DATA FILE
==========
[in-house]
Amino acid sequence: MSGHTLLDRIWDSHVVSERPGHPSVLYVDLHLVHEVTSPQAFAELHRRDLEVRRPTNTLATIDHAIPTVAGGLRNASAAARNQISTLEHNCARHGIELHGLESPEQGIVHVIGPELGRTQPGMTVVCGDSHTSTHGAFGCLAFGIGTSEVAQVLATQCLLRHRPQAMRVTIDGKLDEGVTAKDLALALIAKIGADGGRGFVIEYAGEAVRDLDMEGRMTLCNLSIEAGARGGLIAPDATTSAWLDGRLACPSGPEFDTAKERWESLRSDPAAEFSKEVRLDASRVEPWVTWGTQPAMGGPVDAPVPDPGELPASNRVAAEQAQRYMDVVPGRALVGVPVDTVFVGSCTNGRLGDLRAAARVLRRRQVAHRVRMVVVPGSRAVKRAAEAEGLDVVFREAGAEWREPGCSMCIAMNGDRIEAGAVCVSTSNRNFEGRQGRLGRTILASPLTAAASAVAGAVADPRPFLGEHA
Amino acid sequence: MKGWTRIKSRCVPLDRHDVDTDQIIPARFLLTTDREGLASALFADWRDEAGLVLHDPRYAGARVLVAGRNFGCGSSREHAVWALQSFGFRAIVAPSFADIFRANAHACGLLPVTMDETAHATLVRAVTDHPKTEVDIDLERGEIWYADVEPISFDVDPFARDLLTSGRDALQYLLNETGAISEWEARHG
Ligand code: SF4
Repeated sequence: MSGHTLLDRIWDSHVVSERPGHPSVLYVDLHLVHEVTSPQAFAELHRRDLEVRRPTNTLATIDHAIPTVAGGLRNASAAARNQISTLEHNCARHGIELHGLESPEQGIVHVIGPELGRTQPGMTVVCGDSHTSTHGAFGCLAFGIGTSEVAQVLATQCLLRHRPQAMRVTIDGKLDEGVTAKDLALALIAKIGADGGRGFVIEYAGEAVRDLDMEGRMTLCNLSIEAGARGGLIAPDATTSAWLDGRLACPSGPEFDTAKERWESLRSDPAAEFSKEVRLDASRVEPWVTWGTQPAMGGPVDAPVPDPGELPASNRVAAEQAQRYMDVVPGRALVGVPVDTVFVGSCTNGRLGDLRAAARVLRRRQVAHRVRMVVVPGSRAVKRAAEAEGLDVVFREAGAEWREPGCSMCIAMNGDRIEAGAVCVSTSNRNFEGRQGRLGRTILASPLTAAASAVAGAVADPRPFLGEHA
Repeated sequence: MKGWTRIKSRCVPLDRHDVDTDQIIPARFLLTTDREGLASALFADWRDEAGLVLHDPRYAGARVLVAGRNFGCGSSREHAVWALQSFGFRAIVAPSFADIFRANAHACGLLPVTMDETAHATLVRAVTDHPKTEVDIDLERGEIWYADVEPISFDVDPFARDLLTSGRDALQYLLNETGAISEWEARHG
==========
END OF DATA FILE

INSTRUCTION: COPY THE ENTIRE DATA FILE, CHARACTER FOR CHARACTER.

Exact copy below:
[in-house]
Amino acid sequence: MSGHTLLDRIWDSHVVSERPGHPSVLYVDLHLVHEVTSPQAFAELHRRDLEVRRPTNTLATIDHAIPTVAGGLRNASAAARNQISTLEHNCARHGIELHGLESPEQGIVHVIGPELGRTQPGMTVVCGDSHTSTHGAFGCLAFGIGTSEVAQVLATQCLLRHRPQAMRVTIDGKLDEGVTAKDLALALIAKIGADGGRGFVIEYAGEAVRDLDMEGRMTLCNLSIEAGARGGLIAPDATTSAWLDGRLACPSGPEFDTAKERWESLRSDPAAEFSKEVRLDASRVEPWVTWGTQPAMGGPVDAPVPDPGELPASNRVAAEQAQRYMDVVPGRALVGVPVDTVFVGSCTNGRLGDLRAAARVLRRRQVAHRVRMVVVPGSRAVKRAAEAEGLDVVFREAGAEWREPGCSMCIAMNGDRIEAGAVCVSTSNRNFEGRQGRLGRTILASPLTAAASAVAGAVADPRPFLGEHA
Amino acid sequence: MKGWTRIKSRCVPLDRHDVDTDQIIPARFLLTTDREGLASALFADWRDEAGLVLHDPRYAGARVLVAGRNFGCGSSREHAVWALQSFGFRAIVAPSFADIFRANAHACGLLPVTMDETAHATLVRAVTDHPKTEVDIDLERGEIWYADVEPISFDVDPFARDLLTSGRDALQYLLNETGAISEWEARHG
Ligand code: SF4
Repeated sequence: MSGHTLLDRIWDSHVVSERPGHPSVLYVDLHLVHEVTSPQAFAELHRRDLEVRRPTNTLATIDHAIPTVAGGLRNASAAARNQISTLEHNCARHGIELHGLESPEQGIVHVIGPELGRTQPGMTVVCGDSHTSTHGAFGCLAFGIGTSEVAQVLATQCLLRHRPQAMRVTIDGKLDEGVTAKDLALALIAKIGADGGRGFVIEYAGEAVRDLDMEGRMTLCNLSIEAGARGGLIAPDATTSAWLDGRLACPSGPEFDTAKERWESLRSDPAAEFSKEVRLDASRVEPWVTWGTQPAMGGPVDAPVPDPGELPASNRVAAEQAQRYMDVVPGRALVGVPVDTVFVGSCTNGRLGDLRAAARVLRRRQVAHRVRMVVVPGSRAVKRAAEAEGLDVVFREAGAEWREPGCSMCIAMNGDRIEAGAVCVSTSNRNFEGRQGRLGRTILASPLTAAASAVAGAVADPRPFLGEHA
Repeated sequence: MKGWTRIKSRCVPLDRHDVDTDQIIPARFLLTTDREGLASALFADWRDEAGLVLHDPRYAGARVLVAGRNFGCGSSREHAVWALQSFGFRAIVAPSFADIFRANAHACGLLPVTMDETAHATLVRAVTDHPKTEVDIDLERGEIWYADVEPISFDVDPFARDLLTSGRDALQYLLNETGAISEWEARHG